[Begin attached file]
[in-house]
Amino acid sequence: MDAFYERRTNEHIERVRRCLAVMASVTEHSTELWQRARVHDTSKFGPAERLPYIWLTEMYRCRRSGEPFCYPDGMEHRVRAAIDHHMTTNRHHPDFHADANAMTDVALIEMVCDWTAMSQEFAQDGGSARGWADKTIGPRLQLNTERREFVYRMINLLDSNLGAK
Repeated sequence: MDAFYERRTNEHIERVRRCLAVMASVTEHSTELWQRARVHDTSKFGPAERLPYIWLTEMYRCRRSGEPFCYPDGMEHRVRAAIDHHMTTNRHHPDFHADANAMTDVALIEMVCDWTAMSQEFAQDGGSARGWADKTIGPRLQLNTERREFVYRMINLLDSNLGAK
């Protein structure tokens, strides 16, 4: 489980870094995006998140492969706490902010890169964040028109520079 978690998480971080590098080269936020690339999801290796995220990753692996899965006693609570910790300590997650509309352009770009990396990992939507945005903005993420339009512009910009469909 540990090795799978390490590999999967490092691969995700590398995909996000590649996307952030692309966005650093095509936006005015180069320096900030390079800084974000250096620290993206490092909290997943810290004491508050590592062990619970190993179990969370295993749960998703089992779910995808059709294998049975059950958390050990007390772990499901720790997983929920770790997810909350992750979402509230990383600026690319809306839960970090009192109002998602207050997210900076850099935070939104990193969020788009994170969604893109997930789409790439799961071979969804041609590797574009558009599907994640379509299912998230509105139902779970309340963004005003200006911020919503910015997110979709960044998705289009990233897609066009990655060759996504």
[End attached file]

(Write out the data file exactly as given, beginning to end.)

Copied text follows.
[in-house]
Amino acid sequence: MDAFYERRTNEHIERVRRCLAVMASVTEHSTELWQRARVHDTSKFGPAERLPYIWLTEMYRCRRSGEPFCYPDGMEHRVRAAIDHHMTTNRHHPDFHADANAMTDVALIEMVCDWTAMSQEFAQDGGSARGWADKTIGPRLQLNTERREFVYRMINLLDSNLGAK
Repeated sequence: MDAFYERRTNEHIERVRRCLAVMASVTEHSTELWQRARVHDTSKFGPAERLPYIWLTEMYRCRRSGEPFCYPDGMEHRVRAAIDHHMTTNRHHPDFHADANAMTDVALIEMVCDWTAMSQEFAQDGGSARGWADKTIGPRLQLNTERREFVYRMINLLDSNLGAK
């Protein structure tokens, strides 16, 4: 489980870094995006998140492969706490902010890169964040028109520079 978690998480971080590098080269936020690339999801290796995220990753692996899965006693609570910790300590997650509309352009770009990396990992939507945005903005993420339009512009910009469909 540990090795799978390490590999999967490092691969995700590398995909996000590649996307952030692309966005650093095509936006005015180069320096900030390079800084974000250096620290993206490092909290997943810290004491508050590592062990619970190993179990969370295993749960998703089992779910995808059709294998049975059950958390050990007390772990499901720790997983929920770790997810909350992750979402509230990383600026690319809306839960970090009192109002998602207050997210900076850099935070939104990193969020788009994170969604893109997930789409790439799961071979969804041609590797574009558009599907994640379509299912998230509105139902779970309340963004005003200006911020919503910015997110979709960044998705289009990233897609066009990655060759996504």